Each week, Deb travels the state visiting some 30 farms and returns to home base to pull the 50+ orders a week she delivers to homes and restaurants. Deb, like me, is passionate about the environment, lowering are carbon footprint, and eating great, local, healthy food. She not only supports our local farms and agriculture, she is fighting the huge carbon footprint that industrialized farming creates. 

Deb believe in eating local. We believe in supporting our CT Farms and our local economy. Visit http://www.CTFarmFreshExpress.com to learn more about her great company and maybe even to sign and give it a try. You'll be able to enjoy local, grass fed beef (no the unhealthy and inhumane corn fed beef that's found in grocery stores and that will clog your arteries), chicken, pork, a wide variety of cheese, the best greens and produce you'll find anywhere in the state, maple syrup, and much more. 

 

You can call Deb at 860-917-7627 or visit: http://www.ctffe.com for more information. 

1st Homebuyer Tax Credit

by Michael Marsden

Although I broadcast an email to all my clients to get this word out, I am writing this blog so that there is another resource available alerting those who qualify for this tax credit.

The housing bill that went into effect in July offers first-time homebuyers a tax credit equal to 10% of the cost of their home up to $7,500. This tax credit is available to first-time homebuyers who purchase a home in the United States as their principal residence on or after April 9, 2008, and before July 1, 2009. To learn more about the bill, visit www.federalhousingtaxcredit.com

Solar Hot Water and Volkswagen

by Michael Marsden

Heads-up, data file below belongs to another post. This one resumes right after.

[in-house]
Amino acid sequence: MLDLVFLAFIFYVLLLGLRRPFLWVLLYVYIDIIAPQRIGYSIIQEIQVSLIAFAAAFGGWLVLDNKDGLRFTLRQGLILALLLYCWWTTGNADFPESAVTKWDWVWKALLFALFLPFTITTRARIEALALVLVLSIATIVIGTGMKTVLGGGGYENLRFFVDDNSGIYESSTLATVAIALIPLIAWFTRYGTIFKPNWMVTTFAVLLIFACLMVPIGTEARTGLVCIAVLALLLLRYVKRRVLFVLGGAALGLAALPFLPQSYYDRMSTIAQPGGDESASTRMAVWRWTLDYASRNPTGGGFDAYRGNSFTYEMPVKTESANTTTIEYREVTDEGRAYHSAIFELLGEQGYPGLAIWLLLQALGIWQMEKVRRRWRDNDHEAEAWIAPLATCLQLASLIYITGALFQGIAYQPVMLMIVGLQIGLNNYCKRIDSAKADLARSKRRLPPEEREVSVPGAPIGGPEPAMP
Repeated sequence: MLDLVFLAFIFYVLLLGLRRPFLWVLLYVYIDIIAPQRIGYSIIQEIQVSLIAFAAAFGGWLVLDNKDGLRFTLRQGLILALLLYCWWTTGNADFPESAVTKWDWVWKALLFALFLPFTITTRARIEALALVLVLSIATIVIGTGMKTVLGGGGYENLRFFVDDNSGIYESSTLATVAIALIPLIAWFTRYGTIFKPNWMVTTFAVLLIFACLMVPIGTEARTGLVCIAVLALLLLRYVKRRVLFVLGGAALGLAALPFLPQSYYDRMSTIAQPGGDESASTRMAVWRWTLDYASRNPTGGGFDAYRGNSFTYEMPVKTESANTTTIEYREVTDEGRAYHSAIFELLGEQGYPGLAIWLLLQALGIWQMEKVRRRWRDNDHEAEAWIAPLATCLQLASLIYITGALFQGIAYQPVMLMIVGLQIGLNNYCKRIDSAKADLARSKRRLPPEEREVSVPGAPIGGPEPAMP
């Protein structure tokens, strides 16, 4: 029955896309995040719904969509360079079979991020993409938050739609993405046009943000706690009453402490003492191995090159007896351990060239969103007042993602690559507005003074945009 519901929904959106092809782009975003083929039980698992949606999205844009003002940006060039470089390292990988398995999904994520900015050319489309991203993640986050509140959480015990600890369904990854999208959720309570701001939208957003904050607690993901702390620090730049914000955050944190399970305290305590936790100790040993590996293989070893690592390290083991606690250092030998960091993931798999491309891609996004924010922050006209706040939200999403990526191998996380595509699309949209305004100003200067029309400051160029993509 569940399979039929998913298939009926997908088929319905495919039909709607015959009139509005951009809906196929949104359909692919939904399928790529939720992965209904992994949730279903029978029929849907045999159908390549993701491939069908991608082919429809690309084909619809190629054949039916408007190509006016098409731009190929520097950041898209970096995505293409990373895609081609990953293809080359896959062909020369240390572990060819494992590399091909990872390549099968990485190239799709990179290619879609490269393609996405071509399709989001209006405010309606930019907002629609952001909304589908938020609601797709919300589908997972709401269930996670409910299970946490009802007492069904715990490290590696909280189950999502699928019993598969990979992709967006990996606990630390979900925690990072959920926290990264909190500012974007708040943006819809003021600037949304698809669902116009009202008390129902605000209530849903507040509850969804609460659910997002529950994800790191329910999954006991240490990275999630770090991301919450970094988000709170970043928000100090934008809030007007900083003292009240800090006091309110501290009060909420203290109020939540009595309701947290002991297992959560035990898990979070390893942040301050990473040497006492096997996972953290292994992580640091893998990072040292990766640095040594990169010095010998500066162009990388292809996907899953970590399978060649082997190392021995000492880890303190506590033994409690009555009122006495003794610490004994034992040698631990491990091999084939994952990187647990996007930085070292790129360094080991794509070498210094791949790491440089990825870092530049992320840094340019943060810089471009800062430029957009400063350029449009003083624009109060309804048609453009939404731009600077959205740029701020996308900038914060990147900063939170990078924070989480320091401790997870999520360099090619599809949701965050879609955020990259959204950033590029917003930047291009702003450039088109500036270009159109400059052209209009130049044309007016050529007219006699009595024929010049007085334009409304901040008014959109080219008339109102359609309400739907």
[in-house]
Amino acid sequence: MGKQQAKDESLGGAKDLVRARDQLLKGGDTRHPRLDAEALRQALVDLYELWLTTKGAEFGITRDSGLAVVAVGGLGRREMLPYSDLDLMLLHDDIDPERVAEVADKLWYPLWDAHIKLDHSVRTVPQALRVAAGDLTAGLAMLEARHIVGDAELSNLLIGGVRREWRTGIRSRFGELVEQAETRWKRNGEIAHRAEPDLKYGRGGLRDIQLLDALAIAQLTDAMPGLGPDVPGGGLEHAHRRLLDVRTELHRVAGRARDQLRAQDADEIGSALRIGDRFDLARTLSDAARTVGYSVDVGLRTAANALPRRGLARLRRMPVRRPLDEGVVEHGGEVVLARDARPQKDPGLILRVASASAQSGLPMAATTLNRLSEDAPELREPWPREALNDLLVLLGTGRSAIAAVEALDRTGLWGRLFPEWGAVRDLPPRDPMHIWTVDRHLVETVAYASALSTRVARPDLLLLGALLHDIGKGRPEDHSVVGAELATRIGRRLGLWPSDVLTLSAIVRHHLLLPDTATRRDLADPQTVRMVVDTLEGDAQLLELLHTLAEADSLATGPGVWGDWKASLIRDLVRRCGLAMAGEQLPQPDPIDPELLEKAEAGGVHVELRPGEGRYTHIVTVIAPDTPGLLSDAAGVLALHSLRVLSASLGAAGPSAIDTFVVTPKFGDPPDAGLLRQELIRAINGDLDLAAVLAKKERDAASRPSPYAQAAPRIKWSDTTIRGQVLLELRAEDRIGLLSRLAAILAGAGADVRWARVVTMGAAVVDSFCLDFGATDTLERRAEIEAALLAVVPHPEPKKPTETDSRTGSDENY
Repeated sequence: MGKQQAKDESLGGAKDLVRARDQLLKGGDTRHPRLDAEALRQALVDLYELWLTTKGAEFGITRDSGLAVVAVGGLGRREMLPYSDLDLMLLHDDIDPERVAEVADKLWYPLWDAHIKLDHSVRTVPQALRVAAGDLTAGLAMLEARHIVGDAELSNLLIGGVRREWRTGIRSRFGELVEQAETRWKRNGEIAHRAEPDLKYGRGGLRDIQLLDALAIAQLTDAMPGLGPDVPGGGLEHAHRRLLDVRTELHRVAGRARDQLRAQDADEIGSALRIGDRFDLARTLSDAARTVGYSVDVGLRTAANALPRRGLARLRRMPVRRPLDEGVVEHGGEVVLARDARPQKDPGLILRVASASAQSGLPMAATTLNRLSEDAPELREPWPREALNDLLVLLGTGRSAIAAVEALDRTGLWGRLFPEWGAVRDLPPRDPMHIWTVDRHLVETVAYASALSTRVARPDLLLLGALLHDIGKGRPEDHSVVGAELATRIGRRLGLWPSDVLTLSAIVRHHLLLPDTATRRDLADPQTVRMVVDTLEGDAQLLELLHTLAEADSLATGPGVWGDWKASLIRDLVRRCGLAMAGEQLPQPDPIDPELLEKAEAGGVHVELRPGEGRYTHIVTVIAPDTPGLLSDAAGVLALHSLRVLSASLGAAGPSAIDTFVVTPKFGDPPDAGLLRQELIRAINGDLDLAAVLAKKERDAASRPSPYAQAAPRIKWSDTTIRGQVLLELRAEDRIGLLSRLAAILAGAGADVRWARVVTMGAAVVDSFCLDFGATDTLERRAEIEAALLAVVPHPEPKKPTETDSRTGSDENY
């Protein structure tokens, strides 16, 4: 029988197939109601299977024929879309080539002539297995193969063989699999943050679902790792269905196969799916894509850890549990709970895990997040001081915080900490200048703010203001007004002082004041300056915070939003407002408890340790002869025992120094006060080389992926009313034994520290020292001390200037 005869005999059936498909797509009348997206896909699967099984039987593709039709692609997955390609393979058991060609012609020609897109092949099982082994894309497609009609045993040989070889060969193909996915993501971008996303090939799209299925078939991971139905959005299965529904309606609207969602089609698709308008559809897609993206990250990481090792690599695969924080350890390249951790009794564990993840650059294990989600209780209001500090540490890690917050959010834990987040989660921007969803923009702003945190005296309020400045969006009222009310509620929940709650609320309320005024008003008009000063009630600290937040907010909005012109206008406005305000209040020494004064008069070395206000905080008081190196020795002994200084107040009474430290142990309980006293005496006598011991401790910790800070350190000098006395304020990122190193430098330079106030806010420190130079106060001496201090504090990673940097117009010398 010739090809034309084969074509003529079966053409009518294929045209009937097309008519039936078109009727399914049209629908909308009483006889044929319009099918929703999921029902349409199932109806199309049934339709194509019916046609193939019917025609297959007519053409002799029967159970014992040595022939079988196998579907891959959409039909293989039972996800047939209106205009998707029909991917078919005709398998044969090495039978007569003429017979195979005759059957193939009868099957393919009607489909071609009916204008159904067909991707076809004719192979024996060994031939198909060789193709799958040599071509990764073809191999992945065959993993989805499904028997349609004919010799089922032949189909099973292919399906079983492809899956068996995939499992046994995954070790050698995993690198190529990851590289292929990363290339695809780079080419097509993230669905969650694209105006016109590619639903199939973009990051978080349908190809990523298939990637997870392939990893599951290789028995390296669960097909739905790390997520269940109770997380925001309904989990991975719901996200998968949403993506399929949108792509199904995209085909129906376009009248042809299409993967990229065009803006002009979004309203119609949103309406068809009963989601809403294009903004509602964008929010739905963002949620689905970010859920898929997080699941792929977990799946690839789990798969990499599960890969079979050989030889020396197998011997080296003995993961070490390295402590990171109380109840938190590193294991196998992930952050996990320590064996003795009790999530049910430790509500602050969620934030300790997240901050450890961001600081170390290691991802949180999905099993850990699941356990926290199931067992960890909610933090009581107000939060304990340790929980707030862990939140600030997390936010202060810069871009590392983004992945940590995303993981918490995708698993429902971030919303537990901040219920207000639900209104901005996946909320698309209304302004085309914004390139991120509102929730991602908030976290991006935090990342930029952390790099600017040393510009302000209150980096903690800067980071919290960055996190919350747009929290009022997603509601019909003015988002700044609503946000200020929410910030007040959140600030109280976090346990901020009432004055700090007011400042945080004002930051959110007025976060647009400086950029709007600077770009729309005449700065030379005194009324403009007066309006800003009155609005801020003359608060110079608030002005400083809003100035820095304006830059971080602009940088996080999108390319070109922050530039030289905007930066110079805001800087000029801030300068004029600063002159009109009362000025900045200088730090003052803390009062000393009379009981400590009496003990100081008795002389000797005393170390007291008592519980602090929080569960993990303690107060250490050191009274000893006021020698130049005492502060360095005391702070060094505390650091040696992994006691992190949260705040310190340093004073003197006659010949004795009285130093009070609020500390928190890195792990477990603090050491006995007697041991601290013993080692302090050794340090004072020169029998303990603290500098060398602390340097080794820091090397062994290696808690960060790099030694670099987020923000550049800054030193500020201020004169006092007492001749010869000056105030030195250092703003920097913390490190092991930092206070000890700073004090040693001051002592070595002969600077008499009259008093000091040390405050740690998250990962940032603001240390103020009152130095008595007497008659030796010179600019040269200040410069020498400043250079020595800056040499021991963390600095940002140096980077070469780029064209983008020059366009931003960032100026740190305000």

Those who know me know I am passionate about renewable energy and making America energy independent. We can move towards that goal without each of us doing our part. Yes, buy CFL and LED lights to replace your energy corrupt incandescent bulbs, but there's more you can do. While I give advice I must do my part too. This year I made two big moves towards lowering my dependance on foreign oil. The first thing was to give back my 2006 Passat for the smaller and brand new clean burning VW Jetta TDI diesel station wagon. I am waiting anxiously for it to arrive. The demo I drove was fantastic. A German engineered vehicle that is a delight to drive that is loaded with my favorite items like a glass retractable roof, 10gb hard disk GPS/Entertainment system with touch screen and that allows my iPhone to even play videos through it, heated seats and 18" wheels, and the best part 50+ miles per gallon. Some say why not the Prius or other hybrid? Well the Prius would have been my choice just based on its tenure in the hybrid world. That plus everyone I know absolutely loves it. However, they aren't giving the tax credit for them anymore (my new Jetta will get a $1,300 tax credit this year) and it was about $4,000 more expensive than my fully loaded VW. I have almost always owned a VW and or BMW my entire life (save for my mistaken purchase of a Subaru which was a miserable in comfort and quality from my experience) so this was easy. That coupled with the hungry VW company buying my lease out early so I could get it now rather than run my less efficient, but zippy, 3.6l v6 engine. Although my very large and comfy Passat got 24mpg, it was painful feeding it $150 a week in fuel for all the miles I drive in the Real Estate business. I will write more after I own it for a few weeks to let you know if hindsight is as sharp as my foresight.